Over 40 children scour the park for candied delights during 17th annual hunt
Examining their loot after the big, frantic hunt in Orton Park, April 20, 2014.
We could call this the first real day of spring when sunshine, temperatures, and firm soil all collaborated to provide great conditions for the 17th annual Marquette Neighborhood Easter Egg Hunt.
Over 40 children and their families gathered mid-morning Sunday (April 20) to share food and race across the park to find plastic eggs filled with all the things kids like in an egg, various forms of candy. Organized this year by Meghan Blake-Horst and Lynn Lee, the gathering harkened back to earlier neighborhood events that were smaller and more organic.
Annette Hansen, one of the egg hunt originators adds a little history event a few weeks after this post was published:
“The Spring egg hunt was started by Karen Lentfer and myself years ago when our children were small, as a celebration of Spring. The kids would design fliers and hand them out to families living near the park and they in turn would share the event with friends. Older kids help the younger children – some years in sunshine, others in rain or snow. It evolved to include a potluck brunch allowing neighbors to get re-acquainted after a long winter. In more recent years, as Karen and my children got older, Georgia Corner’s children helped with drawing and distributing fliers. Now more families with younger children are carrying on what has become an expected tradition.”
This summer’s festivals are still a can’t-miss, but today’s event was just nice, uncomplicated, unamplified, chaotic fun. See the gallery below for images of the hunt.
Marquette Neighborhood Easter Egg Hunt 2014
Participants are made to run in a circle to make sure they are properly warmed up for the hunt.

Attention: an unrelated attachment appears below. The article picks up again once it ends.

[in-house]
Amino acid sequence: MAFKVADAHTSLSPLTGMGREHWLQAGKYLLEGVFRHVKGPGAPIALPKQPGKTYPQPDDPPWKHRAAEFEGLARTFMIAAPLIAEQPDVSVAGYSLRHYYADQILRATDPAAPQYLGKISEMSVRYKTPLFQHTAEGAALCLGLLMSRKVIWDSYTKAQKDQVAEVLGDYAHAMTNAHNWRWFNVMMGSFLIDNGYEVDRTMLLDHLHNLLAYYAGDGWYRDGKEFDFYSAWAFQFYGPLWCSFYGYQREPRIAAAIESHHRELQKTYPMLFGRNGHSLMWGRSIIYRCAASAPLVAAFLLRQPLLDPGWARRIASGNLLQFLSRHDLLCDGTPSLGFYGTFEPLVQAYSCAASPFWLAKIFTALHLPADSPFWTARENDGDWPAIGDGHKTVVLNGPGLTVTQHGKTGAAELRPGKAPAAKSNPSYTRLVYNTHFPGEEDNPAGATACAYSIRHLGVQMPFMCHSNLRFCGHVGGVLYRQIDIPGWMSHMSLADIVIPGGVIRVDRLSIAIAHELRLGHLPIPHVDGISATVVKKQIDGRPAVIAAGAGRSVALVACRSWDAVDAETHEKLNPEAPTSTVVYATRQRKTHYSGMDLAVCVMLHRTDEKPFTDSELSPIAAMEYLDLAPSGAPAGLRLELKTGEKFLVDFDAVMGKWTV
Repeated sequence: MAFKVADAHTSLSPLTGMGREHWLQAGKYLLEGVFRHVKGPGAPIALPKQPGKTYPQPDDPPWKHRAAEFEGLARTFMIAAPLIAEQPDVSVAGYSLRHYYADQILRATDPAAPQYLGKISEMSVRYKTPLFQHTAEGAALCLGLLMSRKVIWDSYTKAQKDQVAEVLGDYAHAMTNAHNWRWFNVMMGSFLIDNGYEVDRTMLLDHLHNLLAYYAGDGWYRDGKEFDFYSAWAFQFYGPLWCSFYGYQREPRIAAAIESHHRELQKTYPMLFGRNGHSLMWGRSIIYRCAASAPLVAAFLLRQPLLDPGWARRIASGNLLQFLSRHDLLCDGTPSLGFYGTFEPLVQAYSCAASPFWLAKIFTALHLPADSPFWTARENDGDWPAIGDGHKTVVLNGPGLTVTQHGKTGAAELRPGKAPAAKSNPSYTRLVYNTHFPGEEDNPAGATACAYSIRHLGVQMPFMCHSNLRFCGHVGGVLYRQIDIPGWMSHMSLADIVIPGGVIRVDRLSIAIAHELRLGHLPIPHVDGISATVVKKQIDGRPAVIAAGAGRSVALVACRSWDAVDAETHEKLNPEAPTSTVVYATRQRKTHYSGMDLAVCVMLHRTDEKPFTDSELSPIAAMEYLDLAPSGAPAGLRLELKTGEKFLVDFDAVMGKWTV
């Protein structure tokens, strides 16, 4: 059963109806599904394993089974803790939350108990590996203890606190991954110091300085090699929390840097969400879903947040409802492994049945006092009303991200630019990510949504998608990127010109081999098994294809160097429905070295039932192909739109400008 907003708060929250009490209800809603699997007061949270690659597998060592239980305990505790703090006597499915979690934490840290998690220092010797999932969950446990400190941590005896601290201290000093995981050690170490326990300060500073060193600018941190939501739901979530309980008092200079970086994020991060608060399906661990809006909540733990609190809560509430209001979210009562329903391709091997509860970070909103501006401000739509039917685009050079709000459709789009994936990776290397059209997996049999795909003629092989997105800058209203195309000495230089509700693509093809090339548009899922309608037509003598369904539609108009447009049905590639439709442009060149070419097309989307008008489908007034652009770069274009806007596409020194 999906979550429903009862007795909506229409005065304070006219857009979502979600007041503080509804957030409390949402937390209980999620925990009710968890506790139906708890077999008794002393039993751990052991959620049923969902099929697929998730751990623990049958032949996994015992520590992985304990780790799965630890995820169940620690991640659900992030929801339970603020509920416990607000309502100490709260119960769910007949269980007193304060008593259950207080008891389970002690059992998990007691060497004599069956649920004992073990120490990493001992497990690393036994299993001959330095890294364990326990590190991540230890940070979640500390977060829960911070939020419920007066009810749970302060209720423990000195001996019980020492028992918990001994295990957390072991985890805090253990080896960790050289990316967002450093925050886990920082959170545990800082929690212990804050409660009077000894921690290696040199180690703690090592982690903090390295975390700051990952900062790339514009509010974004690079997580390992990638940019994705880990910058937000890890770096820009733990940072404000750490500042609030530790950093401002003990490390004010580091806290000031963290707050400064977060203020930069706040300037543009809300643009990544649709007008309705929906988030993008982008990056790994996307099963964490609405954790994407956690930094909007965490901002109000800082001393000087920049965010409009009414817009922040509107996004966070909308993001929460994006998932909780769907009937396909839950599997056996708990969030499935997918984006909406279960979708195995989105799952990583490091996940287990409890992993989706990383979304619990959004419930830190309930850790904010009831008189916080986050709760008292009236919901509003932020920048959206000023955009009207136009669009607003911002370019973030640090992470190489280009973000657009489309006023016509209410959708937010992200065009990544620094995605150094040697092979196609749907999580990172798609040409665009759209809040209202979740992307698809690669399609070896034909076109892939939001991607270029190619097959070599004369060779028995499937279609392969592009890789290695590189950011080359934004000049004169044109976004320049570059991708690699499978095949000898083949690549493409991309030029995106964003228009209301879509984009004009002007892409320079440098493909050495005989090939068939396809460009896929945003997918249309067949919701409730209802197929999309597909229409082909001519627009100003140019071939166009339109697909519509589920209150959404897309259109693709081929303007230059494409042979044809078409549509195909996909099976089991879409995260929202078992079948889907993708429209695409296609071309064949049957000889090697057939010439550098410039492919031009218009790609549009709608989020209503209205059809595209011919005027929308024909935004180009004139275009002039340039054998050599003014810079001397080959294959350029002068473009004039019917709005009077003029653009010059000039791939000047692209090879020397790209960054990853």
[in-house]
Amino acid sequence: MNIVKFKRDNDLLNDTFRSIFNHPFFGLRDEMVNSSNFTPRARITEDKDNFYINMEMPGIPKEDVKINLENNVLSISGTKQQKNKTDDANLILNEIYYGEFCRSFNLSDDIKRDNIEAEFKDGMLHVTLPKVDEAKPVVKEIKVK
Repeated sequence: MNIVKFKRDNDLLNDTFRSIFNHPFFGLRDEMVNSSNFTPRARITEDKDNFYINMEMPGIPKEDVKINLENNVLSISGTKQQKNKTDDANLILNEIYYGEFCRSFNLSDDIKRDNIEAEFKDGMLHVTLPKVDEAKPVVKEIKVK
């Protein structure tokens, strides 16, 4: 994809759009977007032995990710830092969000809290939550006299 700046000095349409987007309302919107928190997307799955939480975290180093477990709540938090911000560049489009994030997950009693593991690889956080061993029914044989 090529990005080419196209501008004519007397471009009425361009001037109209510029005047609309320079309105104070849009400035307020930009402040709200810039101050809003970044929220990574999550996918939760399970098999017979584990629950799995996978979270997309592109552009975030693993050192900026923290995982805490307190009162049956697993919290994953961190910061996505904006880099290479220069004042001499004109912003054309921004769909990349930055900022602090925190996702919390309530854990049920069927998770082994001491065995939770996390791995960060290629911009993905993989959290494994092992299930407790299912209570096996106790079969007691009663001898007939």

A pre-hunt briefing was held with different age groups sent to different areas of the park.
And they are off!
A fair bounty secured by this young participant
Adults were allowed to help as needed.
This location served up a quandary for several boys. Many tried leaping, throwing twigs, but later was dislodged by an adult.
Happiness is your friends and a basket full of plastic Easter eggs.
This boy was fleet of foot...literally.
The photographer kept a close eye on this egg, but rarely was an egg rescue attempted. However it was eyed often by kids as they passed by.
Dad leads the way with his egg-tracking ears.
One girl rests and reflects on her effort this morning.
Having found their eggs, these two girls had moved onto chatting about other things.
Sorting their loot
The tools of the trade. Razor, liquids, and the 21st century Easter basket, the bike helmet.
Challenger Scott Thornton says rogue mailer sunk his bid
Alder Marsha Rummel won a fourth term representing Madison’s Sixth Aldermanic District.
What was termed as a competitive race by area media turned into a strong victory by a yawning margin for incumbent Marsha Rummel over challenger Scott Thornton in Madison’s Sixth Aldermanic District.